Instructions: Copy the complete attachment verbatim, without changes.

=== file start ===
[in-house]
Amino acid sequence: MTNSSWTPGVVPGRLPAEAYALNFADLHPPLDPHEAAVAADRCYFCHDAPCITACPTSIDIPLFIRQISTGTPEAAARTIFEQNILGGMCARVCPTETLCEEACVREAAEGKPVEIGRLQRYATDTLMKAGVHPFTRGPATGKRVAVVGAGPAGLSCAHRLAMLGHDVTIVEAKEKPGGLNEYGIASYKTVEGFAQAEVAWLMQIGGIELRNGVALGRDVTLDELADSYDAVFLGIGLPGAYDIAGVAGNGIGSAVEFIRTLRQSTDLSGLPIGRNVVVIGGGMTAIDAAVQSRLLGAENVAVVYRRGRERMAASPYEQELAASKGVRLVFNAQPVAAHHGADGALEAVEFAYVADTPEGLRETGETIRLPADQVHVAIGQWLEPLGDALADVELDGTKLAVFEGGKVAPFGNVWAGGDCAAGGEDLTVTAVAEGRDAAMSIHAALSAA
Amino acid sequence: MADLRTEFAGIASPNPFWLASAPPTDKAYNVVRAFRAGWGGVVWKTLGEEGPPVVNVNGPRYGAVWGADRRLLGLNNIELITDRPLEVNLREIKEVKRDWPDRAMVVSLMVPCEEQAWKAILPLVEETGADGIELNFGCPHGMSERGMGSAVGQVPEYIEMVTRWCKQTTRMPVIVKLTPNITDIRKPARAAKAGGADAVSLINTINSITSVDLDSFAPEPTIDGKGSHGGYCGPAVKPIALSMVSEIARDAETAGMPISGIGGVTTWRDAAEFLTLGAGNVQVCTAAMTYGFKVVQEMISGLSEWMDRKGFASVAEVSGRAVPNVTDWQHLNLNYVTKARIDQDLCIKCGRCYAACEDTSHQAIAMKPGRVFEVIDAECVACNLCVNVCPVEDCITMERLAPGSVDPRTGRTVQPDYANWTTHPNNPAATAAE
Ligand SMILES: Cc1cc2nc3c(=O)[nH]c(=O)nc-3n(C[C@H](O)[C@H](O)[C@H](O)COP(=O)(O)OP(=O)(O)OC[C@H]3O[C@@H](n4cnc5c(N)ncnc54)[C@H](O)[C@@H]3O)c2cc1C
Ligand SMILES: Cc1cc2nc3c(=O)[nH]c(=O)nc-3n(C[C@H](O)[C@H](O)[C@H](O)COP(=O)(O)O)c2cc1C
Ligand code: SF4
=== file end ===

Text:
[in-house]
Amino acid sequence: MTNSSWTPGVVPGRLPAEAYALNFADLHPPLDPHEAAVAADRCYFCHDAPCITACPTSIDIPLFIRQISTGTPEAAARTIFEQNILGGMCARVCPTETLCEEACVREAAEGKPVEIGRLQRYATDTLMKAGVHPFTRGPATGKRVAVVGAGPAGLSCAHRLAMLGHDVTIVEAKEKPGGLNEYGIASYKTVEGFAQAEVAWLMQIGGIELRNGVALGRDVTLDELADSYDAVFLGIGLPGAYDIAGVAGNGIGSAVEFIRTLRQSTDLSGLPIGRNVVVIGGGMTAIDAAVQSRLLGAENVAVVYRRGRERMAASPYEQELAASKGVRLVFNAQPVAAHHGADGALEAVEFAYVADTPEGLRETGETIRLPADQVHVAIGQWLEPLGDALADVELDGTKLAVFEGGKVAPFGNVWAGGDCAAGGEDLTVTAVAEGRDAAMSIHAALSAA
Amino acid sequence: MADLRTEFAGIASPNPFWLASAPPTDKAYNVVRAFRAGWGGVVWKTLGEEGPPVVNVNGPRYGAVWGADRRLLGLNNIELITDRPLEVNLREIKEVKRDWPDRAMVVSLMVPCEEQAWKAILPLVEETGADGIELNFGCPHGMSERGMGSAVGQVPEYIEMVTRWCKQTTRMPVIVKLTPNITDIRKPARAAKAGGADAVSLINTINSITSVDLDSFAPEPTIDGKGSHGGYCGPAVKPIALSMVSEIARDAETAGMPISGIGGVTTWRDAAEFLTLGAGNVQVCTAAMTYGFKVVQEMISGLSEWMDRKGFASVAEVSGRAVPNVTDWQHLNLNYVTKARIDQDLCIKCGRCYAACEDTSHQAIAMKPGRVFEVIDAECVACNLCVNVCPVEDCITMERLAPGSVDPRTGRTVQPDYANWTTHPNNPAATAAE
Ligand SMILES: Cc1cc2nc3c(=O)[nH]c(=O)nc-3n(C[C@H](O)[C@H](O)[C@H](O)COP(=O)(O)OP(=O)(O)OC[C@H]3O[C@@H](n4cnc5c(N)ncnc54)[C@H](O)[C@@H]3O)c2cc1C
Ligand SMILES: Cc1cc2nc3c(=O)[nH]c(=O)nc-3n(C[C@H](O)[C@H](O)[C@H](O)COP(=O)(O)O)c2cc1C
Ligand code: SF4